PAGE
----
When Shaun and the group are running out of Liz's flat they are all carrying weapons of some kind, but only Shaun actually hits any zombies. This was because only the cricket bat that Shaun was carrying was a padded fake, all the other items were real and would have hurt the extras playing zombies if they had been hit with them.
When Shaun's girlfriend objects to going out to the Winchester he suggest a few other pubs, one of which is the Shepherds, which actually used to be Simon Pegg's local pub in Highgate until it was closed and reopened as a themed bar.
Mary, the zombie in Shaun's backyard, works at Landis Supermarket. This is a nod to John Landis, who directed An American Werewolf in London (1981), and to the British chain of convenience stores named Londis.
Among the voices in the news reports you hear on television and radio you hear David Walliams on a TV news broadcast, Mark Gatiss on the radio, Keith Chegwin hosting the "Fun Dead" programme, and Rob Brydon voicing the "Zombies From Hell" show at the end. Also, the voice heard at the end dismissing the infected monkeys being the cause is Edgar Wright.
Although sporadically hinted at, the cause of the zombie invasion is never properly explained. When people are about to, they get interrupted by something.
Near the beginning of the film, when Ed is playing on the Playstation 2, Shaun directs him ('top left, reload, good shot etc.). When the gang are in the Winchester pub and Shaun is firing at the zombies, Ed repeats exactly what Shaun instructed him to do during Time Splitters 2.
The non-featured zombie extras were paid the princely sum of £1 a day for their troubles. This was likely an homage to George A. Romero paying his extra zombies one dollar for Dawn of the Dead (2004) and Day of the Dead (1985).
The rifle they use in the Winchester is, naturally, a Winchester model 73, the gun that won the American west. It is also the same weapon used in both versions of 'Night of the Living Dead'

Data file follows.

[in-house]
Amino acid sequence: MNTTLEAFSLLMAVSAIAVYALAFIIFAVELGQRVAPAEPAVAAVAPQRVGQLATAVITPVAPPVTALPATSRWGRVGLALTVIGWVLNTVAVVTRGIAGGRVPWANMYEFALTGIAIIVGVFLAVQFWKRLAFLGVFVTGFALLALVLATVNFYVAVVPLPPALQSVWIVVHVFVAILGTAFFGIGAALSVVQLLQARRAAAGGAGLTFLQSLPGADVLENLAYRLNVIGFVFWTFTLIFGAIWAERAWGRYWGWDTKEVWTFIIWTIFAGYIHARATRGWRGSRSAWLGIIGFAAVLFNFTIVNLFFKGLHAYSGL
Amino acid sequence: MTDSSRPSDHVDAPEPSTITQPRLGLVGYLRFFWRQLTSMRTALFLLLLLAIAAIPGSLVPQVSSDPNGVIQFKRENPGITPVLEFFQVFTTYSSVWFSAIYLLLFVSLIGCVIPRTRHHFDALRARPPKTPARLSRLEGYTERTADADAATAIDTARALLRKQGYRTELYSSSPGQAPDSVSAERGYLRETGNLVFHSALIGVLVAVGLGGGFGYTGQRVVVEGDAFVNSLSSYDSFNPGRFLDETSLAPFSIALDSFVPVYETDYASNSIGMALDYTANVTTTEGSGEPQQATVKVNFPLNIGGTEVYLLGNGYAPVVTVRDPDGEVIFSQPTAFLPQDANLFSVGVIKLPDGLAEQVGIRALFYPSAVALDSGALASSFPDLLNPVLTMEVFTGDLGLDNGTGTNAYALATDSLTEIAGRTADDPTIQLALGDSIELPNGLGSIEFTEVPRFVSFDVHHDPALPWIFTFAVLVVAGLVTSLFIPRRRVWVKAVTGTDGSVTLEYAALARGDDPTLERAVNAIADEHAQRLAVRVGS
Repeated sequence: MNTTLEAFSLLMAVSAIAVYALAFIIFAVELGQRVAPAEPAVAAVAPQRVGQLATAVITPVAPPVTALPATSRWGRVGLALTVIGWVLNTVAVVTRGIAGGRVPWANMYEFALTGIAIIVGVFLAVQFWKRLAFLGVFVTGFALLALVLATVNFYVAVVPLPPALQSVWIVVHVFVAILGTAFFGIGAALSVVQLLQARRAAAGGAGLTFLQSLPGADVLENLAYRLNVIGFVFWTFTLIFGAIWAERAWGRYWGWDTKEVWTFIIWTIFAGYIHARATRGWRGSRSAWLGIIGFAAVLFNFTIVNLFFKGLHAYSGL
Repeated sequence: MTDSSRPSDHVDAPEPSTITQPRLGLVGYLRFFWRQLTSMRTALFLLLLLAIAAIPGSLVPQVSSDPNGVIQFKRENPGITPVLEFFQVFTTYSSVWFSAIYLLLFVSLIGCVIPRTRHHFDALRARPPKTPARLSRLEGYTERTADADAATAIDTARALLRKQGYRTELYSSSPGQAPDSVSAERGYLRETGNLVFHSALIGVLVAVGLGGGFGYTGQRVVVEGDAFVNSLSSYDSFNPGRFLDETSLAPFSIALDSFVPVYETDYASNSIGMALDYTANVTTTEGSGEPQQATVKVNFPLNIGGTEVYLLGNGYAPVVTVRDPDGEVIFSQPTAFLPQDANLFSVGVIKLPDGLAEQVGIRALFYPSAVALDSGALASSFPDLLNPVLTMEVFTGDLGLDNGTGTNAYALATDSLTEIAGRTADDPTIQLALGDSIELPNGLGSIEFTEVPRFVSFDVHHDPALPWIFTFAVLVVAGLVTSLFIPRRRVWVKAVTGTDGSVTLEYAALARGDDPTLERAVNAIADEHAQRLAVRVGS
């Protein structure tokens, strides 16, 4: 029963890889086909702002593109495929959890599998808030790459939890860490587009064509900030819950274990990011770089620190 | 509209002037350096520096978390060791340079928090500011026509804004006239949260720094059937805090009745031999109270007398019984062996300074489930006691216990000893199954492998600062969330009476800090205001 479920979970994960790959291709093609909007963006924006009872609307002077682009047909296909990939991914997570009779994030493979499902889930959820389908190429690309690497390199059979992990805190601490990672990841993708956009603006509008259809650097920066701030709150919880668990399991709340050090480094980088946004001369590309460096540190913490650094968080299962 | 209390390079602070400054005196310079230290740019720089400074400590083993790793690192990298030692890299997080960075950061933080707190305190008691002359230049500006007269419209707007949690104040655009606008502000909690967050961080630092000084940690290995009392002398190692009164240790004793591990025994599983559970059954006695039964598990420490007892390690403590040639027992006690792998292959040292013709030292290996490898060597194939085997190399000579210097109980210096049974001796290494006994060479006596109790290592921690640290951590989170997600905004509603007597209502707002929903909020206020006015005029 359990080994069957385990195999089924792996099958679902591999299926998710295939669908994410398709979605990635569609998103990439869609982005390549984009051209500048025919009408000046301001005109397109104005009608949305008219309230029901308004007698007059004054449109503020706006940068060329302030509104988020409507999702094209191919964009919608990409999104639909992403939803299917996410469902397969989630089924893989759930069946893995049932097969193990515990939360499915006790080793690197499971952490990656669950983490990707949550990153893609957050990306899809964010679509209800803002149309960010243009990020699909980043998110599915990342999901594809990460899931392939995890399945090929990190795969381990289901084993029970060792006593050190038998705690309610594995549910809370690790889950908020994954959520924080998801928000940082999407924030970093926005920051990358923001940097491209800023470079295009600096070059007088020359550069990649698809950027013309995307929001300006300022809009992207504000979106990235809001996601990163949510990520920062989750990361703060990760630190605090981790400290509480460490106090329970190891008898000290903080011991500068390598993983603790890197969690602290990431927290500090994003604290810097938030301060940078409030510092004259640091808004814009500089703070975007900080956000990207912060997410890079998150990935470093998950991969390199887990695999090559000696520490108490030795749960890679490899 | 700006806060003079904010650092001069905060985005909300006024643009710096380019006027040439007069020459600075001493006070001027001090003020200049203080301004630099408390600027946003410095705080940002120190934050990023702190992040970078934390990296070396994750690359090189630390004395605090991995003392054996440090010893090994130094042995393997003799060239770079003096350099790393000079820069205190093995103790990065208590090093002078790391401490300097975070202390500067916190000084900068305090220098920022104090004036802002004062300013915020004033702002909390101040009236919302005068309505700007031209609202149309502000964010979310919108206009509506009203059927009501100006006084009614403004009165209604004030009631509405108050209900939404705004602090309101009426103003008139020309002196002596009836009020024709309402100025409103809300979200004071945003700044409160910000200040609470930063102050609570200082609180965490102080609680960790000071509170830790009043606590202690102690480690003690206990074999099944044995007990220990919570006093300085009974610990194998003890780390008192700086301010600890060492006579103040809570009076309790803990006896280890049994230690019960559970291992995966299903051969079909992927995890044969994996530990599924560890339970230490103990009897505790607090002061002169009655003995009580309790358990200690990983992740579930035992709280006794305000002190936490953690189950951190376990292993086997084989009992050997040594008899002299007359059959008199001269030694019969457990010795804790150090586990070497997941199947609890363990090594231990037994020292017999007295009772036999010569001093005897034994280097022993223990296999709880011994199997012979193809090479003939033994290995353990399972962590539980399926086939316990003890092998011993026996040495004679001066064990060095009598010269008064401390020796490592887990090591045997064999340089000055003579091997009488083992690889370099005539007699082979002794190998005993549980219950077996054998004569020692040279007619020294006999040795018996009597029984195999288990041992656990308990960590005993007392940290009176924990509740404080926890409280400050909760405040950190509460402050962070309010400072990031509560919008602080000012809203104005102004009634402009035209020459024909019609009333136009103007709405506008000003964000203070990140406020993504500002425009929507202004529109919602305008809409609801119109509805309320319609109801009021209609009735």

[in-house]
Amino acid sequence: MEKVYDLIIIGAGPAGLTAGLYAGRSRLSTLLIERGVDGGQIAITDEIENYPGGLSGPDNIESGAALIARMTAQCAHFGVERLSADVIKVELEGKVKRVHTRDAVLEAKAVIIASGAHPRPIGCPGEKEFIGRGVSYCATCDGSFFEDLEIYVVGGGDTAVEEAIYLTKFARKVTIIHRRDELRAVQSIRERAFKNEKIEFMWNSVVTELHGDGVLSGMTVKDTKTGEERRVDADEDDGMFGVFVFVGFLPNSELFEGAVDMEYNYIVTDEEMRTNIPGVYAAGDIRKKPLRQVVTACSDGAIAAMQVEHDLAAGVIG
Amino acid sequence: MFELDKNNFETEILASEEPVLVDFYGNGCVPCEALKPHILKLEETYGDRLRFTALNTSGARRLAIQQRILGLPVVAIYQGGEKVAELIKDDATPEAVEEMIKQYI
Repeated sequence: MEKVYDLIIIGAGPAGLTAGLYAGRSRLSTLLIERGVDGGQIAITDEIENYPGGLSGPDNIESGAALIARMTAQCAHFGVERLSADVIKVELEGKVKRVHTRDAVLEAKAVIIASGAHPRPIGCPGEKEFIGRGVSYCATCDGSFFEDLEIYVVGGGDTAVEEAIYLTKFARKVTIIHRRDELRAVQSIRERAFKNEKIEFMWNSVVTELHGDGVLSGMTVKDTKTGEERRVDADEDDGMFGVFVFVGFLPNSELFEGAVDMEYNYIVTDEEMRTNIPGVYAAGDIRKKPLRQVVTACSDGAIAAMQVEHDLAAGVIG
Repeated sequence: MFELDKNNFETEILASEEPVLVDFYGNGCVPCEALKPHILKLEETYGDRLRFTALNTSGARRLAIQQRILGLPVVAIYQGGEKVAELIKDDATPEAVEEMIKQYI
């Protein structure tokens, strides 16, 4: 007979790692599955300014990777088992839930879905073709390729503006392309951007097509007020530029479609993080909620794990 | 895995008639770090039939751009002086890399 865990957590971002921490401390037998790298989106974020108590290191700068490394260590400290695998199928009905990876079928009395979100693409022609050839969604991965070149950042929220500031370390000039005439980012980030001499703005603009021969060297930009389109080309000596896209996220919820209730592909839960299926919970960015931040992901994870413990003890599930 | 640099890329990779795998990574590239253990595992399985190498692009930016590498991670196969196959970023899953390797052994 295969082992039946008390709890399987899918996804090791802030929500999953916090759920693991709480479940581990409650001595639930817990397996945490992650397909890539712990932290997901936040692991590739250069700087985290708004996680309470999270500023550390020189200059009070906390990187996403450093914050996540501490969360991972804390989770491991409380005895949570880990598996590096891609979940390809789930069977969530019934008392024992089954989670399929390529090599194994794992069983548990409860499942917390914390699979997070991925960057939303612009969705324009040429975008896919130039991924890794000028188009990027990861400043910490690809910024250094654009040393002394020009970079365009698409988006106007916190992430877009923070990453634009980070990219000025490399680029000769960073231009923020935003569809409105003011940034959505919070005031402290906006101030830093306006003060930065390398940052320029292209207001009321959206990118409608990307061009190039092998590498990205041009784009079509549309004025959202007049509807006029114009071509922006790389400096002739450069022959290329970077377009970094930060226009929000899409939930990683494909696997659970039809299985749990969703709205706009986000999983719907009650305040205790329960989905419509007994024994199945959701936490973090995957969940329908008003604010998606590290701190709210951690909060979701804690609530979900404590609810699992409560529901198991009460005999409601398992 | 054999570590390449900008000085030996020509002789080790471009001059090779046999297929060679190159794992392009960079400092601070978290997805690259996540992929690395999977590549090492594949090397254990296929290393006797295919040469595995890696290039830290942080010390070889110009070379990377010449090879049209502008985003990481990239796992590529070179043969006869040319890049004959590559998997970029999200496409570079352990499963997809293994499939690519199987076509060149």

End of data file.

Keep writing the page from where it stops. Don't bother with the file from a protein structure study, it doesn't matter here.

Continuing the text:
All the staff at the electronics store are chewing gum.
The phrase "fried gold" originated behind the scenes of Simon Pegg, Jessica Hynes and Edgar Wright's sitcom Spaced (1999) and was mentioned several times on the DVD commentaries for that series. It makes several fan-pleasing appearances in the film.
The "pyjama zombie" had his voiced dubbed over by Simon Pegg.
While flicking through the Yellow Pages, Shaun finds the number for an Italian restaurant named Fulci's, a reference to Italian horror director Lucio Fulci.
Northern Irish rock band Ash donated 3 songs used in the film: "Meltdown", "Orpheus" and "Everybody's Happy Nowadays" featuring Chris Martin. These songs were donated for free as Edgar Wright's girlfriend, Charlotte Hatherley, played guitar and sang backing vocals for Ash at the time.
When Shaun is at work, he is showing a couple the TVs. As he is flipping through channels, the program Tricia with a woman guest, and a game show. At the end of the movie, these same woman and game show will be seen on TV. The woman who is dating a zombie, and zombies attached to bungee cords.